The other argument for retrospectivity is that superannuation involves long-term planning and many people adjust investment decisions according to superannuation policies. People who anticipated lower taxation rates for example may have increased contributions instead of investing in property or equity, following the advice of financial advisors. These plans are now thrown into disarray. This point is particularly relevant for those nearing retirement age, who have calculated income streams around existing legislation. Changes will force some retirees to revise their investment strategies and change their pre-retirement preparation.

This leads us to a core issue at the heart of the superannuation changes, which is the possibility of reduced faith in the superannuation regime. The nature of super means once funds are entered into the system, they are unable to be withdrawn. If people feel as if their retirement savings are at the mercy of the current Government and undetermined policy changes, they may feel less inclined to contribute large amounts of money to their super accounts. In an era where Australia has a rapidly ageing population, leaving more people dependent on retirement savings, it is not in the interests of the government to discourage savings into super. Retirement savings require long term planning and these changes have undermined this process.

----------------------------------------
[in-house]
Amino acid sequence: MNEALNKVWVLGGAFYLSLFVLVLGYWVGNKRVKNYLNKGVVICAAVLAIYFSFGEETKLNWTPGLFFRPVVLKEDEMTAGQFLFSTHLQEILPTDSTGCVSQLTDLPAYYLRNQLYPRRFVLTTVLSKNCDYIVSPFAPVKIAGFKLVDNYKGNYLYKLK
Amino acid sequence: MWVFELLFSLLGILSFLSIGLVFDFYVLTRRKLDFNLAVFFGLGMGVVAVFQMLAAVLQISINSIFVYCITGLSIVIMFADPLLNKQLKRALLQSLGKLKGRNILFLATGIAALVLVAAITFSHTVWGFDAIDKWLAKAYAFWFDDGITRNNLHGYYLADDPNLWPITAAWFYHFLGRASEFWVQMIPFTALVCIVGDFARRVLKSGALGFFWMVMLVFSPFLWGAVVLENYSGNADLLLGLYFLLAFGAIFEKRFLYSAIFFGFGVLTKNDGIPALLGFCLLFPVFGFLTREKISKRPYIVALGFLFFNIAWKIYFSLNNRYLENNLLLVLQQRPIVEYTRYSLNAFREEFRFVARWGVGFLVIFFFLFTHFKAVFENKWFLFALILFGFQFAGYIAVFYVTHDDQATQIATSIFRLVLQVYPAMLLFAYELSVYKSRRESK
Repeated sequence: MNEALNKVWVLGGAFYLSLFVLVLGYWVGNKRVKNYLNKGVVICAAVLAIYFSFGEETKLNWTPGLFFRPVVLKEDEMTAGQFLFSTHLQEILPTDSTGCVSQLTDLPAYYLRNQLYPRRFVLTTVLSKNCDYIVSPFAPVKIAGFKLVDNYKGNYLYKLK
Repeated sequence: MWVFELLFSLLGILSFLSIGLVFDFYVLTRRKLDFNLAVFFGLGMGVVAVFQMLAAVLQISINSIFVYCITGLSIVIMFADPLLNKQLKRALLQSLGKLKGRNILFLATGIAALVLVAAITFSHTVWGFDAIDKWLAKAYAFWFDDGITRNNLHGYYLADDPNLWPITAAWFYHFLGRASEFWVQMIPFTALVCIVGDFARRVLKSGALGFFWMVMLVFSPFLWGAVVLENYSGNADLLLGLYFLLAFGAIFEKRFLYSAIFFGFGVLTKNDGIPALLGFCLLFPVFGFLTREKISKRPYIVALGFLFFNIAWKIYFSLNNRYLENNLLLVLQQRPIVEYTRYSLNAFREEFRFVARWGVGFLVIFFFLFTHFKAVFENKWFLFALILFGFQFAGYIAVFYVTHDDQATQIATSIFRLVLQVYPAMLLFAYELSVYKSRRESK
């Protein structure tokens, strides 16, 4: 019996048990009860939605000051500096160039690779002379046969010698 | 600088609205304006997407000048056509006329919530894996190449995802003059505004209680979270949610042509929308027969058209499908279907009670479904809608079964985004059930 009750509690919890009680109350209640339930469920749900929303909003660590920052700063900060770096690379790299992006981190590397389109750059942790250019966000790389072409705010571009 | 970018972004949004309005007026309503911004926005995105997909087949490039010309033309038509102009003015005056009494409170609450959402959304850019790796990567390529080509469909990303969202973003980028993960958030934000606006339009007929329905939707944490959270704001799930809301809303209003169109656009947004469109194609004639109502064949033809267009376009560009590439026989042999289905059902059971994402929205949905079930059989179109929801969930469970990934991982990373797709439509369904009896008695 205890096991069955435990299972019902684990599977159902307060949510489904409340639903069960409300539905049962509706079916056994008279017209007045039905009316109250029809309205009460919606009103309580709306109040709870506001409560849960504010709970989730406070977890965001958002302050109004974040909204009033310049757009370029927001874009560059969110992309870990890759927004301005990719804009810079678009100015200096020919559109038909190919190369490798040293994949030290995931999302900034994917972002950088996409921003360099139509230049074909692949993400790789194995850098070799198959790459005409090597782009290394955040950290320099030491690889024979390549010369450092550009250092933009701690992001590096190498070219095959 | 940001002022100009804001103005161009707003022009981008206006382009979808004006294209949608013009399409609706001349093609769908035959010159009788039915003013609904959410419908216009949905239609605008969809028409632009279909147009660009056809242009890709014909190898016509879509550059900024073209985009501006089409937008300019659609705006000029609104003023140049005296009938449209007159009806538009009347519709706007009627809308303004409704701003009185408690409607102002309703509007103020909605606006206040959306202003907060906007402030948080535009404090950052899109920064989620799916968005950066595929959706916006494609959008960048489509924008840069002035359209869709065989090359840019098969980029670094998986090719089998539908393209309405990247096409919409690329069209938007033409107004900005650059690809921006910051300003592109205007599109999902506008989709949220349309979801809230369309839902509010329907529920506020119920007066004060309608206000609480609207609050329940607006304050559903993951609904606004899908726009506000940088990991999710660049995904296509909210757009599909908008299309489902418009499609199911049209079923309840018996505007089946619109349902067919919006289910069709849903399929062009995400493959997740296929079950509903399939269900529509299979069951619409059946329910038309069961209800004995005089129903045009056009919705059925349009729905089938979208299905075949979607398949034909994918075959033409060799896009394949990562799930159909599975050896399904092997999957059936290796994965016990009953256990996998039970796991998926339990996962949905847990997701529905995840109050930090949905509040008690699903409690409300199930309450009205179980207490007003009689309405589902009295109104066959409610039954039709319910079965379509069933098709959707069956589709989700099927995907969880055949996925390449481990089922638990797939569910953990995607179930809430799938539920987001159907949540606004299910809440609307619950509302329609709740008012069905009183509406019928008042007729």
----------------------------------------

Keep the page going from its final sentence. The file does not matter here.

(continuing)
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Retrospective’ claims on super changes are a furphy. (2016). The Conversation. Retrieved 14 May 2016, from http://theconversation.com/retrospective-claims-on-super-changes-are-a-furphy-59004

The CAINZ Digest is published by CAINZ, a student society affiliated with the Faculty of Business at the University of Melbourne. Opinions published are not necessarily those of the publishers, printers or editors. CAINZ and the University of Melbourne do not accept any responsibility for the accuracy of information contained in the publication.

Meet our authors:

Alex Kent
James Clements
Fiona Mei Ling Wong

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Sasank Pazhannur
Sarinie Ning